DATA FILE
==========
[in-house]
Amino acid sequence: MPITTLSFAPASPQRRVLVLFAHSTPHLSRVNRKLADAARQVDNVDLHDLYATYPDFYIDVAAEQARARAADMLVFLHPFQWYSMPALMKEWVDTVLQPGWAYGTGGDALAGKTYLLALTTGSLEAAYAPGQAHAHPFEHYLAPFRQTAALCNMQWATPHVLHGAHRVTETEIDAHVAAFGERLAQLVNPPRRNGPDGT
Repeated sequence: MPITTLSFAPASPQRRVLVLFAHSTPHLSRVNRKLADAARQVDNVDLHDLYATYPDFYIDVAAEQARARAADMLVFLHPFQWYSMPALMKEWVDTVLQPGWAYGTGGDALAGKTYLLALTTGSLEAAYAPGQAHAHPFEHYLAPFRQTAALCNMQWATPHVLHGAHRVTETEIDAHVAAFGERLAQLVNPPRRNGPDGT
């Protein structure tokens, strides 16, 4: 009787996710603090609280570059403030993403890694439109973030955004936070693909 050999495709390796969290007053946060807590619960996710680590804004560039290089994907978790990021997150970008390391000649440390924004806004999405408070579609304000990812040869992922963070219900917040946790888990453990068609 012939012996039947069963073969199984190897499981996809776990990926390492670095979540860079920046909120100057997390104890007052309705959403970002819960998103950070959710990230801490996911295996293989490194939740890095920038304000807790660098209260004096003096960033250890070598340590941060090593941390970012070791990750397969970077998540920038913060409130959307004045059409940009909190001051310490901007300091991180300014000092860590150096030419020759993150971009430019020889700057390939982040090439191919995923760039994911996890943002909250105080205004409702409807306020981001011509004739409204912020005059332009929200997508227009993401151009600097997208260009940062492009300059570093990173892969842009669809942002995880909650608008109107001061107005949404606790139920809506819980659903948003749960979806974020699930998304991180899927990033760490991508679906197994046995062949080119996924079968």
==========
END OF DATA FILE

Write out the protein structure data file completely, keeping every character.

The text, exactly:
[in-house]
Amino acid sequence: MPITTLSFAPASPQRRVLVLFAHSTPHLSRVNRKLADAARQVDNVDLHDLYATYPDFYIDVAAEQARARAADMLVFLHPFQWYSMPALMKEWVDTVLQPGWAYGTGGDALAGKTYLLALTTGSLEAAYAPGQAHAHPFEHYLAPFRQTAALCNMQWATPHVLHGAHRVTETEIDAHVAAFGERLAQLVNPPRRNGPDGT
Repeated sequence: MPITTLSFAPASPQRRVLVLFAHSTPHLSRVNRKLADAARQVDNVDLHDLYATYPDFYIDVAAEQARARAADMLVFLHPFQWYSMPALMKEWVDTVLQPGWAYGTGGDALAGKTYLLALTTGSLEAAYAPGQAHAHPFEHYLAPFRQTAALCNMQWATPHVLHGAHRVTETEIDAHVAAFGERLAQLVNPPRRNGPDGT
């Protein structure tokens, strides 16, 4: 009787996710603090609280570059403030993403890694439109973030955004936070693909 050999495709390796969290007053946060807590619960996710680590804004560039290089994907978790990021997150970008390391000649440390924004806004999405408070579609304000990812040869992922963070219900917040946790888990453990068609 012939012996039947069963073969199984190897499981996809776990990926390492670095979540860079920046909120100057997390104890007052309705959403970002819960998103950070959710990230801490996911295996293989490194939740890095920038304000807790660098209260004096003096960033250890070598340590941060090593941390970012070791990750397969970077998540920038913060409130959307004045059409940009909190001051310490901007300091991180300014000092860590150096030419020759993150971009430019020889700057390939982040090439191919995923760039994911996890943002909250105080205004409702409807306020981001011509004739409204912020005059332009929200997508227009993401151009600097997208260009940062492009300059570093990173892969842009669809942002995880909650608008109107001061107005949404606790139920809506819980659903948003749960979806974020699930998304991180899927990033760490991508679906197994046995062949080119996924079968």